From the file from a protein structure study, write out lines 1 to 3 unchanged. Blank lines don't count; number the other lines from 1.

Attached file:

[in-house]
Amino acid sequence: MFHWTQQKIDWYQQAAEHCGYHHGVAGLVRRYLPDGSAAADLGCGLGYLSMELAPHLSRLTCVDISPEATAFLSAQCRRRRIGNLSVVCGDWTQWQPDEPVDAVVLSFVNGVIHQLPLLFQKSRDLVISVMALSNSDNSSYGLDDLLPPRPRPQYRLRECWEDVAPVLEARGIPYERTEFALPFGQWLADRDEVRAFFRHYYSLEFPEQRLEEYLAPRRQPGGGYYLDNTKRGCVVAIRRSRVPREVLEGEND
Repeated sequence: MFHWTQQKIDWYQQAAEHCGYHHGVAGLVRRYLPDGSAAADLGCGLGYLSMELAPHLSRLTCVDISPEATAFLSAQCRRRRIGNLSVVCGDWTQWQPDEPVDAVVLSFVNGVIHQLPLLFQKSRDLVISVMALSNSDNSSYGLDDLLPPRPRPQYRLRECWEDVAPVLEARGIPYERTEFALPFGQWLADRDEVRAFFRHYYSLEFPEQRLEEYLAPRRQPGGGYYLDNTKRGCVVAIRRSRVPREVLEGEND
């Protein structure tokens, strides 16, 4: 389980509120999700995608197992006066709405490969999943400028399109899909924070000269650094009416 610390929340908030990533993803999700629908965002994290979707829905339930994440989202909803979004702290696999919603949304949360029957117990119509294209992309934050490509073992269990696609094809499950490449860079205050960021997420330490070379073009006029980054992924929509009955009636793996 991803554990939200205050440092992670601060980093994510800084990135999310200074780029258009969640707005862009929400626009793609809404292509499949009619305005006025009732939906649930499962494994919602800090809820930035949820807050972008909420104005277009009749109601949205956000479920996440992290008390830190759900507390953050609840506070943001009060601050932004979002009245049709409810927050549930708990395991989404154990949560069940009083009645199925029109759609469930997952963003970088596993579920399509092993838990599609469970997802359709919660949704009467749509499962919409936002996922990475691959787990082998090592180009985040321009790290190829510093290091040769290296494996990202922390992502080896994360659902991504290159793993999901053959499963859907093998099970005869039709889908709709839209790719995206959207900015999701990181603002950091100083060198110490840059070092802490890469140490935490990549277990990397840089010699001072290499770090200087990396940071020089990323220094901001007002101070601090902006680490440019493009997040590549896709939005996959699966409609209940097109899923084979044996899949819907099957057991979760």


[in-house]
Amino acid sequence: MFHWTQQKIDWYQQAAEHCGYHHGVAGLVRRYLPDGSAAADLGCGLGYLSMELAPHLSRLTCVDISPEATAFLSAQCRRRRIGNLSVVCGDWTQWQPDEPVDAVVLSFVNGVIHQLPLLFQKSRDLVISVMALSNSDNSSYGLDDLLPPRPRPQYRLRECWEDVAPVLEARGIPYERTEFALPFGQWLADRDEVRAFFRHYYSLEFPEQRLEEYLAPRRQPGGGYYLDNTKRGCVVAIRRSRVPREVLEGEND
Repeated sequence: MFHWTQQKIDWYQQAAEHCGYHHGVAGLVRRYLPDGSAAADLGCGLGYLSMELAPHLSRLTCVDISPEATAFLSAQCRRRRIGNLSVVCGDWTQWQPDEPVDAVVLSFVNGVIHQLPLLFQKSRDLVISVMALSNSDNSSYGLDDLLPPRPRPQYRLRECWEDVAPVLEARGIPYERTEFALPFGQWLADRDEVRAFFRHYYSLEFPEQRLEEYLAPRRQPGGGYYLDNTKRGCVVAIRRSRVPREVLEGEND